The widening security crackdown reflects government intransigence and narrowing options for protesters who have been on the streets of Baghdad and the mainly Shiite south's cities for weeks. Authorities shut down internet access and blocked social media sites several times amid the demonstrations.
The leaderless protests are targeting Iraq's entire political class and calling for the overhaul of the sectarian system established after the 2003 U.S.-led invasion. Security forces have used live ammunition, rubber bullets and tear gas in an effort to quell the protests.
Kaiser Permanente CEO Tyson dies unexpectedly at 60
Health care provider Kaiser Permanente said Sunday its chairman and CEO, Bernard J. Tyson, has died unexpectedly at the age of 60.
Tyson was the first African American to head Kaiser Permanente as CEO when he took that position in 2013 after filling a number of roles over three decades at the company.
No other details were provided in the company's announcement, which said that Tyson died in his sleep early Sunday.
Tyson is survived by his wife, Denise Bradley-Tyson, and three sons, Bernard J. Tyson Jr., Alexander and Charles.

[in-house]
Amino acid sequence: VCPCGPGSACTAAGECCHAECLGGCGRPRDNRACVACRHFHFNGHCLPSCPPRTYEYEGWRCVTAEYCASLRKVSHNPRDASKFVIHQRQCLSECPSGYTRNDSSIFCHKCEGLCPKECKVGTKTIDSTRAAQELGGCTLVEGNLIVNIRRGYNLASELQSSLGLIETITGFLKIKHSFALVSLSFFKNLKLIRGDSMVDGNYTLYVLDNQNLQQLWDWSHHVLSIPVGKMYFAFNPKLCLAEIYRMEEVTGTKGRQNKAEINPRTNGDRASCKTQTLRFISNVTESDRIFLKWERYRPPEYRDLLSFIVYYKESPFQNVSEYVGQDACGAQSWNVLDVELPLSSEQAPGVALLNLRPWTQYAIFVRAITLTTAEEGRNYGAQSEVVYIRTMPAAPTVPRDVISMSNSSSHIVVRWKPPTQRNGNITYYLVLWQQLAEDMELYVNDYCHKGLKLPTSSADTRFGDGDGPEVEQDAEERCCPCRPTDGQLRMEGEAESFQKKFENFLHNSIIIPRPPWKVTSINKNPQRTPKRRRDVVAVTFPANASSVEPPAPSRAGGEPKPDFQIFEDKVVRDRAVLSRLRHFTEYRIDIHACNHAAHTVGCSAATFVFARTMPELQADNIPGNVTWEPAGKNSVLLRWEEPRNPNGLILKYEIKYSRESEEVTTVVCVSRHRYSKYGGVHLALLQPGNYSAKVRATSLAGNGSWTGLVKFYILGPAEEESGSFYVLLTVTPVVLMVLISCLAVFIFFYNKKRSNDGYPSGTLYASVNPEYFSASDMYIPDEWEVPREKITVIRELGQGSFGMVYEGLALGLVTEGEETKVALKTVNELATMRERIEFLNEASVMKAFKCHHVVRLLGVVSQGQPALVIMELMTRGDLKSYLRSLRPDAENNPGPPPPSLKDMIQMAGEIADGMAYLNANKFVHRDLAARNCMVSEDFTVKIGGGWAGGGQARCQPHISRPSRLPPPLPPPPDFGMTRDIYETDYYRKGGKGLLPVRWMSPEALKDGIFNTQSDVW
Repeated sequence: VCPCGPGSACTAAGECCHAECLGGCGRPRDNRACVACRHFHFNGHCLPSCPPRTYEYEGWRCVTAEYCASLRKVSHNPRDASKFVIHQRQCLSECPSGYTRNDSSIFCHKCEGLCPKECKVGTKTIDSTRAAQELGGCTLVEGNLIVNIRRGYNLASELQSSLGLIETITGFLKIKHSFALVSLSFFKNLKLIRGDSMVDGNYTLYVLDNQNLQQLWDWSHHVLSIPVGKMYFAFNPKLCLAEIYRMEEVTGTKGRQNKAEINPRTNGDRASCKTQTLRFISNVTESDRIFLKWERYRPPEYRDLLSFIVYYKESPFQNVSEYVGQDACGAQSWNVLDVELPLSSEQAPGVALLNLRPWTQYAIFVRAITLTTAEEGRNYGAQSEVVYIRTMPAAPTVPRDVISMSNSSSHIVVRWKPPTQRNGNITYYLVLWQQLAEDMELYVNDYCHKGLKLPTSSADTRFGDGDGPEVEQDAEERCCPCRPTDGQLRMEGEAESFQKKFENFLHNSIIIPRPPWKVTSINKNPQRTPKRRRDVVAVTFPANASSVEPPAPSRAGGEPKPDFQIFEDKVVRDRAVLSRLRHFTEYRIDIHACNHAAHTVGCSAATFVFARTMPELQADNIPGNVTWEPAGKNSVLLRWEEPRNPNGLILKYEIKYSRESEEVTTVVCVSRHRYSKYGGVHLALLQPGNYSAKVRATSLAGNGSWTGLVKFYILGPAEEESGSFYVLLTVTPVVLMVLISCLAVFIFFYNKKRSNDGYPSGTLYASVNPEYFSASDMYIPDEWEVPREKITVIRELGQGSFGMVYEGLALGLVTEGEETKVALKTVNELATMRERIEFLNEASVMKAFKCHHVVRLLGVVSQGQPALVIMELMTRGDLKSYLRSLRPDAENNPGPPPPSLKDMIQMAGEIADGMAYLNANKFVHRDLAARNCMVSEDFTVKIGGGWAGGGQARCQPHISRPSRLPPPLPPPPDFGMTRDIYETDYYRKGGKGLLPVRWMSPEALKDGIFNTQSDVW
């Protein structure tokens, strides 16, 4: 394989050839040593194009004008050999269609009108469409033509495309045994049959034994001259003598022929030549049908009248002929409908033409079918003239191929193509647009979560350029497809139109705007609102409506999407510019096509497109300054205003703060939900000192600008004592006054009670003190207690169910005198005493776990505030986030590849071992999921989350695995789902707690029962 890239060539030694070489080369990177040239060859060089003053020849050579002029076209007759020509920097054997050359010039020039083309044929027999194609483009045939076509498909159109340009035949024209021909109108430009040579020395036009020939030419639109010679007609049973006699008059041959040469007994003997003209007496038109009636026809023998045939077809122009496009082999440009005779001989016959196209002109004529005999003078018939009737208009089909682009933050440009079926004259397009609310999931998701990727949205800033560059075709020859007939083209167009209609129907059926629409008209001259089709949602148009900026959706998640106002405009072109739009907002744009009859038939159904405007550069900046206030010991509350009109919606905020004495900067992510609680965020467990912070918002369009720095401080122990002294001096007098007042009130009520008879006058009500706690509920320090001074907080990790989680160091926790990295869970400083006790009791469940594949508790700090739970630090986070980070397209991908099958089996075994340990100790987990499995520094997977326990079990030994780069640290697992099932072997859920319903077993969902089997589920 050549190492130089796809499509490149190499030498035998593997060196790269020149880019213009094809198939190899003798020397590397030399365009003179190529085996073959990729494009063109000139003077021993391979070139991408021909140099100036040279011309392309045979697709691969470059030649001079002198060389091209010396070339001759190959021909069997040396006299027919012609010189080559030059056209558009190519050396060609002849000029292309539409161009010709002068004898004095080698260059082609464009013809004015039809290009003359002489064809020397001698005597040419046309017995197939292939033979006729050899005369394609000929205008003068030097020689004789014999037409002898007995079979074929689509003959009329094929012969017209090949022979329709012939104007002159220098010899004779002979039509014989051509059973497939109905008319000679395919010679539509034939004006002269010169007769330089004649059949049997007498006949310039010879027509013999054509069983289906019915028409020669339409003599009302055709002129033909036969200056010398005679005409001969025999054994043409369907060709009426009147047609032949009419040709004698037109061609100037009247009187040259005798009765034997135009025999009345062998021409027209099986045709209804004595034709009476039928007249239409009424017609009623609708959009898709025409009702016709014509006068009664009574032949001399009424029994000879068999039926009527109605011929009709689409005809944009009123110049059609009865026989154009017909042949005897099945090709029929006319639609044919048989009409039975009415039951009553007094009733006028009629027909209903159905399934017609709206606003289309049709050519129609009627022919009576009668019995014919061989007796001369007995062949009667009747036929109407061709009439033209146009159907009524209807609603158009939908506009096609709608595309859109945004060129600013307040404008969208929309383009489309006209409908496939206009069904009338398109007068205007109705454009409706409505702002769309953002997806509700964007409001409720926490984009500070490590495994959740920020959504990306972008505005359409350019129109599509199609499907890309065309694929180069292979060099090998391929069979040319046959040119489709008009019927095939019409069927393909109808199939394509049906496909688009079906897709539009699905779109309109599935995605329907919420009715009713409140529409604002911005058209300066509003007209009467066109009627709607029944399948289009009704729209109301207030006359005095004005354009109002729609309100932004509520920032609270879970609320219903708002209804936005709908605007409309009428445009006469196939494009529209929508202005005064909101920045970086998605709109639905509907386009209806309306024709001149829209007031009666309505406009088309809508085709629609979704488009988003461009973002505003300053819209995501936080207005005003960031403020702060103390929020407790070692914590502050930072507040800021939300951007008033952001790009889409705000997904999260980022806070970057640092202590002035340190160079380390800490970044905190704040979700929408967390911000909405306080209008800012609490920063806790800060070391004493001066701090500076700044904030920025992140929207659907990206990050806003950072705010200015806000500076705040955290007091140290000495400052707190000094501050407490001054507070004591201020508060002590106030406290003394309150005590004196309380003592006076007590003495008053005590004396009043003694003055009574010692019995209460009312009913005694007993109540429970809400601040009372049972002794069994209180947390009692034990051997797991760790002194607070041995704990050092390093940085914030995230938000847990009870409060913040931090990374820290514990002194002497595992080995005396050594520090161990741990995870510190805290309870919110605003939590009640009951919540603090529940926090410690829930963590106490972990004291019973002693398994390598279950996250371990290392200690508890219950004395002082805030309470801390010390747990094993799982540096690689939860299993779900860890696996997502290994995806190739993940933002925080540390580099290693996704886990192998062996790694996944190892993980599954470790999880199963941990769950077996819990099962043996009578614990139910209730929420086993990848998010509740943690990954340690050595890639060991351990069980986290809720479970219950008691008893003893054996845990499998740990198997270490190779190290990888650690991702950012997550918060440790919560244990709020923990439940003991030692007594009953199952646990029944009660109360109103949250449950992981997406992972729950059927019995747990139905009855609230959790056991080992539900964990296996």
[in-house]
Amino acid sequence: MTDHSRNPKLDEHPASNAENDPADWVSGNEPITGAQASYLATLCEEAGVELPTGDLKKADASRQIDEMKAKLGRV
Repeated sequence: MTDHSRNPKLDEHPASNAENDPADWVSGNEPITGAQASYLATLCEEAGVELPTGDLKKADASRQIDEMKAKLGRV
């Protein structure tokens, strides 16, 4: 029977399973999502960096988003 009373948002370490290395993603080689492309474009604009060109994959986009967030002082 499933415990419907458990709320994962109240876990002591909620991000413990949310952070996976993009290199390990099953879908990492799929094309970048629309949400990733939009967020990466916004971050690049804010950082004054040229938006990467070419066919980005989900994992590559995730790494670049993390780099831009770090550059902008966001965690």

The board of directors has named Executive Vice President Gregory Adams as interim chairman and CEO.
Iran discovers new oil field with over 50 billion barrels
TEHRAN, Iran (AP) — Iran has discovered a new oil field in the country's south with over 50 billion barrels of crude, its president said Sunday, a find that could boost the country's proven reserves by a third as it struggles to sell energy abroad over U.S. sanctions.
The announcement by Hassan Rouhani comes as Iran faces crushing American sanctions after the U.S. pulled out of its nuclear deal with world powers last year.
Rouhani made the announcement in a speech in the desert city of Yazd. He said the field was located in Iran's southern Khuzestan province, home to its crucial oil industry.
Some 53 billion barrels would be added to Iran's proven reserves of roughly 150 billion, he said.
"I am telling the White House that in the days when you sanctioned the sale of Iranian oil and pressured our nation, the country's dear workers and engineers were able to discover 53 billion barrels of oil in a big field," Rouhani said.